A new survey on the financial sector found broad support for the following views: FinCEN file The investigation will help combat global corruption.
Most interviewees said that the series of reports by BuzzFeed News and the International Federation of Investigative Journalists will have a positive impact on efforts to curb financial crime.
Response is a Polls 340 bank insiders, supervisors and other financial industry experts Registered Anti-Money Laundering Expert Association, The world’s largest financial crime expert organization. The poll, released last week, touched on the many issues these officials face every day—from the type of guidance they receive from the Ministry of Finance to the tools they use to track financial crimes.
The FinCEN archive is an unprecedented review of global financial corruption and the resulting banks and policies. It is based on thousands of secret “suspicious activity reports” provided by the Ministry of Finance.Before the series was published in September 2020, the Ministry of Finance caveat Disclosure may “affect the national security of the United States” and “endanger law enforcement investigations”.
Now half a year later, only 27% of respondents said they think the effect will be negative. A total of 46% of the interviewees stated that they believe the project will lead to enhanced regulatory review of financial institutions or voluntary strengthening of anti-corruption measures.
Ross Delston, a lawyer and money laundering expert, said the result was surprising.
“SAR will never be exposed, never mentioned, and always protected. This has almost become a religious commandment,” he said. “On this alone, I thought it would make compliance professionals skeptical of any information being released.”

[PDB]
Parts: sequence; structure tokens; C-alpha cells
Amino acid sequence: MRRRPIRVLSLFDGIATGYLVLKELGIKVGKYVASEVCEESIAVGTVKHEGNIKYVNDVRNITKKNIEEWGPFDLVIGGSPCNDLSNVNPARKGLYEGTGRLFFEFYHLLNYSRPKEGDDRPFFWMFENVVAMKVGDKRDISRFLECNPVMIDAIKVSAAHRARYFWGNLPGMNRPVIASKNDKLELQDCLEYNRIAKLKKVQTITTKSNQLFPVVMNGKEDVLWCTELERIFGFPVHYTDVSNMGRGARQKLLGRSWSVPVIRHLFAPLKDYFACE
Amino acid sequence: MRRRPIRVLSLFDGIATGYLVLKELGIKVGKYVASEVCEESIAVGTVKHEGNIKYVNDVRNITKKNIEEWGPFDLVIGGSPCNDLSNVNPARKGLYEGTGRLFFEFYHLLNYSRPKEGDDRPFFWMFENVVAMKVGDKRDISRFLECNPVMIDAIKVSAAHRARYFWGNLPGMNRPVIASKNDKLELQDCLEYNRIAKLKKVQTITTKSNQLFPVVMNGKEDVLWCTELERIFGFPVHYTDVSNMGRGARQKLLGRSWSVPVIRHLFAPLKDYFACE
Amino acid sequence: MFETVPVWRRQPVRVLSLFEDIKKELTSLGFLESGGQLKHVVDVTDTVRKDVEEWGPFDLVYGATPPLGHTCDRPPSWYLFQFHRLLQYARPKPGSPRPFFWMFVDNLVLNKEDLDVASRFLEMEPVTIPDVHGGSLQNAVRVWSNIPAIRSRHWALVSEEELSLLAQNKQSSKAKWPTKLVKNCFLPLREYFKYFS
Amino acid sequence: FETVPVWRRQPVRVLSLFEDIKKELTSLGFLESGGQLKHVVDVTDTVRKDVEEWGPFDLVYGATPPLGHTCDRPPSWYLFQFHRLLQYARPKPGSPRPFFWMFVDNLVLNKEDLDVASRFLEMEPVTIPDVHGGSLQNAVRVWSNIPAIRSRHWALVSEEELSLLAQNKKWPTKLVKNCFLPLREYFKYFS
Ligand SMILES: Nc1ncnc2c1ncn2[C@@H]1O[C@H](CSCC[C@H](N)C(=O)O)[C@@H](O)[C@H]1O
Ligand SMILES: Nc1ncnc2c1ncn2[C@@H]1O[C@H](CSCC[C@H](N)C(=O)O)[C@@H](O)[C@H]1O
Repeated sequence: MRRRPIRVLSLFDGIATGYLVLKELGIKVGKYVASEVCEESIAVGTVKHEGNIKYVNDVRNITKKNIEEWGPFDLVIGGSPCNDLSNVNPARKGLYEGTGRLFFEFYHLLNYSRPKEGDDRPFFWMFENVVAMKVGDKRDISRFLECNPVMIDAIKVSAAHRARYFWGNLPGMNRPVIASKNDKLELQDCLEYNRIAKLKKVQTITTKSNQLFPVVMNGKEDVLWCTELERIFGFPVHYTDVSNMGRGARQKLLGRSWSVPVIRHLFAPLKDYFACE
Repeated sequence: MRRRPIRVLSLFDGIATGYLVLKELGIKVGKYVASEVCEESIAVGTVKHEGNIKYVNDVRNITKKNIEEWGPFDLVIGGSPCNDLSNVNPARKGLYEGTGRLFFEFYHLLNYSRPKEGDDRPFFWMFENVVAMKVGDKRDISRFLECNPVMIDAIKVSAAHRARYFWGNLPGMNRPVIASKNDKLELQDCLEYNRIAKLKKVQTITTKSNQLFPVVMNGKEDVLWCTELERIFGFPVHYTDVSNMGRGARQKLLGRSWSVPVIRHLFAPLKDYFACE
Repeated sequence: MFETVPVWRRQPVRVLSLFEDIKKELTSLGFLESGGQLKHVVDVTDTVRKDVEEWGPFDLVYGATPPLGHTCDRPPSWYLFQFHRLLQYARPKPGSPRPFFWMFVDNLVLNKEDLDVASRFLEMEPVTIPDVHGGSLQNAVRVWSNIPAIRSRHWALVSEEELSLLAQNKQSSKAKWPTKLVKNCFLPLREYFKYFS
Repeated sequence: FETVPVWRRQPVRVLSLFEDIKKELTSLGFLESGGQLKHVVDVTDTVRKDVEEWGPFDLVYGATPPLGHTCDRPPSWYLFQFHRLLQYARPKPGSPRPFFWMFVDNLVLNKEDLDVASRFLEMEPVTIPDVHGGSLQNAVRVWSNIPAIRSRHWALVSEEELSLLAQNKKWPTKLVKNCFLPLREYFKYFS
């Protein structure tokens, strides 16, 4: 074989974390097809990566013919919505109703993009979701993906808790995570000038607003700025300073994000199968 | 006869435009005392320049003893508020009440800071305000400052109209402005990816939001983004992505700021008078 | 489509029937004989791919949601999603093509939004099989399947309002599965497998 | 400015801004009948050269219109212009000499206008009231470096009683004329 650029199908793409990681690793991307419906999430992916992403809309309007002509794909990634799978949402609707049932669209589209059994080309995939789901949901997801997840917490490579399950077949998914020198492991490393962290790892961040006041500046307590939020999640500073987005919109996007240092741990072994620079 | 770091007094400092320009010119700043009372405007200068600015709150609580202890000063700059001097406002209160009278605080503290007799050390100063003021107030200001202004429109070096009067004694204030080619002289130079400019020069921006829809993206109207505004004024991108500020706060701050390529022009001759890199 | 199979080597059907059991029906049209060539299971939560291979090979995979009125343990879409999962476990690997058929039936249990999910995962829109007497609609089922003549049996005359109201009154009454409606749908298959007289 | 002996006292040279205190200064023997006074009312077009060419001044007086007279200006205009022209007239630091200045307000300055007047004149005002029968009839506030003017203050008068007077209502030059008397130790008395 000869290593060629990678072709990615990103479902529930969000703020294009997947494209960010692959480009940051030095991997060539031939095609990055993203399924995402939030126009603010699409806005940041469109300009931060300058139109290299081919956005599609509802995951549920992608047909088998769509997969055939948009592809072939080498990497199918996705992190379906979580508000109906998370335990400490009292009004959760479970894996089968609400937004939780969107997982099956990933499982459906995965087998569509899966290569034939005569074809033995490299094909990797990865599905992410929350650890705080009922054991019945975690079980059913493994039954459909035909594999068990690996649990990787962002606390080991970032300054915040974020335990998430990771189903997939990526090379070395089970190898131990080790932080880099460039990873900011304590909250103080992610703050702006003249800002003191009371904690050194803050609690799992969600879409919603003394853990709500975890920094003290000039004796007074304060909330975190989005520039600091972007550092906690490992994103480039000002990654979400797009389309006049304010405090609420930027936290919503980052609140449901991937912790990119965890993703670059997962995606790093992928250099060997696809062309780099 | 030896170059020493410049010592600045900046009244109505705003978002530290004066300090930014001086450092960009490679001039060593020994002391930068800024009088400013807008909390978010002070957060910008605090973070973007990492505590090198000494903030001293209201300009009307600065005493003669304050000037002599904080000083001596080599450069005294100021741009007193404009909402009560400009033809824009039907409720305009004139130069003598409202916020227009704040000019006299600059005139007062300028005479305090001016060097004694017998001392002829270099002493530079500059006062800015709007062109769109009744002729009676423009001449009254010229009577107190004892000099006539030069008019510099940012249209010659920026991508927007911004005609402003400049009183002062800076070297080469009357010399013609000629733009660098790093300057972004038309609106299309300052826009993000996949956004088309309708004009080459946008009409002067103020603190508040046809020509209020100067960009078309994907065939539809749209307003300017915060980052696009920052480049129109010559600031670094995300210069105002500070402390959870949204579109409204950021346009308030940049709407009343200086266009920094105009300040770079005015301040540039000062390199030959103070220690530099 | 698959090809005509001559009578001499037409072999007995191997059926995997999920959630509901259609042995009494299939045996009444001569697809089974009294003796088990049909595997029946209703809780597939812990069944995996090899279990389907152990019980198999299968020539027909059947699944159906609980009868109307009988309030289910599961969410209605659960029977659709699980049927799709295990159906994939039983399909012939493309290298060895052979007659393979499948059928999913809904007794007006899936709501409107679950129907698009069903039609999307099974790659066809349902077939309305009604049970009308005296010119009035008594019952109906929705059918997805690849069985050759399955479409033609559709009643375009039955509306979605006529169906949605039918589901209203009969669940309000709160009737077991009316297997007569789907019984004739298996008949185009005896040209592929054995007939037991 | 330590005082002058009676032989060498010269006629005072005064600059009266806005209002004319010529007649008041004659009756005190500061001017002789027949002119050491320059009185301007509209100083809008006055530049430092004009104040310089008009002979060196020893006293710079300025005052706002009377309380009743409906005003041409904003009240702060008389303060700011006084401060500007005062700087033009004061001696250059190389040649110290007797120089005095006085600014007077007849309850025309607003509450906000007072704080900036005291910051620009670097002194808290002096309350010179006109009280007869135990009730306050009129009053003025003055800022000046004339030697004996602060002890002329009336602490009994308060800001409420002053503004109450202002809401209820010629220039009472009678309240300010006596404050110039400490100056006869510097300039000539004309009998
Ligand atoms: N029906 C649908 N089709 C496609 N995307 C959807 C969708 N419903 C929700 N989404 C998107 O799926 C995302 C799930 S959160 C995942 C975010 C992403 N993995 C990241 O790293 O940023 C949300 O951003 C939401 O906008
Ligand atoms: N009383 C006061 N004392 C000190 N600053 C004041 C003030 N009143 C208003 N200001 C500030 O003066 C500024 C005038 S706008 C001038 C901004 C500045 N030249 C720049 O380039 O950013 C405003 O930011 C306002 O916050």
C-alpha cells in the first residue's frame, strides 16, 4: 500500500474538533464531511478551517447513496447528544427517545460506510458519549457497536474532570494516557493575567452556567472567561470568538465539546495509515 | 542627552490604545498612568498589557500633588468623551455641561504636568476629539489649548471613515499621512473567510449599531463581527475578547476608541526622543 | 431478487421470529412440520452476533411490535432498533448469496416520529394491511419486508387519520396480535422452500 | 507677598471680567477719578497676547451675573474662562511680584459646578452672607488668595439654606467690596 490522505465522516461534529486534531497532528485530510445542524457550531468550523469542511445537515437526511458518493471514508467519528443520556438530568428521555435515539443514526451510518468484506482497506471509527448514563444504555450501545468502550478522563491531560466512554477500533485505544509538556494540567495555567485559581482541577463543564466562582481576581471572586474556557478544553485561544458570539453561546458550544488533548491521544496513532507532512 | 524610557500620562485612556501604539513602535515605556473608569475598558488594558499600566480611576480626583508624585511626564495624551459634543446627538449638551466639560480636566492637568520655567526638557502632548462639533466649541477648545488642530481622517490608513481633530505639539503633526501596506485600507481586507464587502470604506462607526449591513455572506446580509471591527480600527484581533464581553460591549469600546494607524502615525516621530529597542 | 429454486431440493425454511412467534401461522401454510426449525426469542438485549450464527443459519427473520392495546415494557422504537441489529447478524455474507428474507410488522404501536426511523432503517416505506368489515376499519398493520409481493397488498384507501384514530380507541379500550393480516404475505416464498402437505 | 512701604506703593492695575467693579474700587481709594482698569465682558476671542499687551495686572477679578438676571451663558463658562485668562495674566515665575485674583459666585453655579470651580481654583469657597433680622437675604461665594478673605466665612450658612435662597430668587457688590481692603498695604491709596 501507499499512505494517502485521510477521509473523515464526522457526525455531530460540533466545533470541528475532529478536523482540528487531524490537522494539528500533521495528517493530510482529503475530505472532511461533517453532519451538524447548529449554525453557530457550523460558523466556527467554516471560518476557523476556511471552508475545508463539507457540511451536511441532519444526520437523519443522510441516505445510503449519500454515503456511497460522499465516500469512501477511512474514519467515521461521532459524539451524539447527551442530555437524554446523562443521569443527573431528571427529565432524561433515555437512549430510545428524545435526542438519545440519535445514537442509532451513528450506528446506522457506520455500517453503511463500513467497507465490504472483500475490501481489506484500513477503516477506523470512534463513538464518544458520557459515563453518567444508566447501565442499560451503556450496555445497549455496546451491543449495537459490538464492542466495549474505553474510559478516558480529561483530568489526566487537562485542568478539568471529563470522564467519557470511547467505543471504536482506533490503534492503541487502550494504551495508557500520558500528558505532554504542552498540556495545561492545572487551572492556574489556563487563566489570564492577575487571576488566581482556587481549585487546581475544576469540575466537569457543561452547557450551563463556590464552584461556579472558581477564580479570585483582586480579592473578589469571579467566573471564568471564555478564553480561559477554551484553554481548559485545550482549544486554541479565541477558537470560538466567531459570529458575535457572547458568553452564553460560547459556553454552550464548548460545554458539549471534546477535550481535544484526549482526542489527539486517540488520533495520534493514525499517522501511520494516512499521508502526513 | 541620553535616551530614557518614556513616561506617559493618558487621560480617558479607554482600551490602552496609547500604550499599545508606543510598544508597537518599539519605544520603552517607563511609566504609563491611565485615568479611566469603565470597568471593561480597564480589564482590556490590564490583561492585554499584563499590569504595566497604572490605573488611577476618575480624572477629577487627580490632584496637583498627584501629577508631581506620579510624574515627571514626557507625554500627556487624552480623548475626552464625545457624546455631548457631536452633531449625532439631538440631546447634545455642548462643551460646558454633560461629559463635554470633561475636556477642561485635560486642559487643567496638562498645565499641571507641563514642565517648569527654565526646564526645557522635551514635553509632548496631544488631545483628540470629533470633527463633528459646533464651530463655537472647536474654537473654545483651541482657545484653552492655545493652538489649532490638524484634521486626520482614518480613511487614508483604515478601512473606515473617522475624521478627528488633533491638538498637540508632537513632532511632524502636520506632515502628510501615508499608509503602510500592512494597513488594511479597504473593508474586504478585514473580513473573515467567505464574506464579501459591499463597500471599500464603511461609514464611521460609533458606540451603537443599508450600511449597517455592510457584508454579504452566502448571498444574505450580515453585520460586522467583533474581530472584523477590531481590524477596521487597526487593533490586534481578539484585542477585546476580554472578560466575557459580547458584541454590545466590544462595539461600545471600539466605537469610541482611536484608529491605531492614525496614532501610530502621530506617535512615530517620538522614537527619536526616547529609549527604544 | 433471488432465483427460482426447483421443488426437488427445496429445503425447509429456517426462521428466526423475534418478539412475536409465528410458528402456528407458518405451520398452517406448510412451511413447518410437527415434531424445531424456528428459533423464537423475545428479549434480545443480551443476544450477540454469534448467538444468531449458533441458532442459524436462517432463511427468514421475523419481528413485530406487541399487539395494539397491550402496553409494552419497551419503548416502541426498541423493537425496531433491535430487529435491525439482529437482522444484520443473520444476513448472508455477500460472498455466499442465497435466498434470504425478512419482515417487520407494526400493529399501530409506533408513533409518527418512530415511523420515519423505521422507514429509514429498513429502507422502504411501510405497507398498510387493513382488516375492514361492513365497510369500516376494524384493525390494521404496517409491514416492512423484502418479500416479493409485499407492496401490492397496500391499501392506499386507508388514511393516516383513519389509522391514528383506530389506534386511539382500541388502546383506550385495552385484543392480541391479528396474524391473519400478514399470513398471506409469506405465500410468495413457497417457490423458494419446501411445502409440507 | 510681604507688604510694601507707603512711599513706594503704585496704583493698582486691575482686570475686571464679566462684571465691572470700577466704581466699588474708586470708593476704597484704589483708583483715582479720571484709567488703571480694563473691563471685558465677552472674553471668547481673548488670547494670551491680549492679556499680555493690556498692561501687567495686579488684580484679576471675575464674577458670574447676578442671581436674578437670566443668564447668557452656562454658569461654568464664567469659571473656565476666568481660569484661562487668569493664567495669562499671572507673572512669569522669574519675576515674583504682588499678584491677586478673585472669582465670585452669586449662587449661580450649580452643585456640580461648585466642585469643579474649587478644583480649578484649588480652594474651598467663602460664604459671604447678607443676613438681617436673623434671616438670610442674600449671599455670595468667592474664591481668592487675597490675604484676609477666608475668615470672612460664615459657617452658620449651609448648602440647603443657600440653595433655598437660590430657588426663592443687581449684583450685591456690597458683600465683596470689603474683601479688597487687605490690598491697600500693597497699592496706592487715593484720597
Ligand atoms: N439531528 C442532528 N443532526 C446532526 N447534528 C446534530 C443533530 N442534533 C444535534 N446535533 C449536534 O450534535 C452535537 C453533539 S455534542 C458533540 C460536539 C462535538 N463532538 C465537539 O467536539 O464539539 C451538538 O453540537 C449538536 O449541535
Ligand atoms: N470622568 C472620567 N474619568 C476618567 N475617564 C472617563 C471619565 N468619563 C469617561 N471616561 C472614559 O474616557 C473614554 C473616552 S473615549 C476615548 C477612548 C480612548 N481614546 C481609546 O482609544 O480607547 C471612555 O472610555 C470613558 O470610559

He added that “Initially, FinCEN”-the Ministry of Finance’s Financial Crime Enforcement Network-“seems to think that disclosure will harm their work. The reality is that this may confirm their work.”
Congress recently passed a landmark legal To close a major loophole for money launderers, the main legislator believes that the FinCEN document helps to cross the line. The Corporate Transparency Act will make it more difficult for individuals to hide their identity behind so-called shell companies.
The industry still faces severe challenges.
Nearly 80% said that regular national guidelines on how to combat money laundering “would help.” Nearly two-thirds suggested that regulators should provide them with better feedback on their reports. Nearly 65% of respondents believe that there is a harmful “time difference” between suspicious financial transactions and reporting to the Ministry of Finance.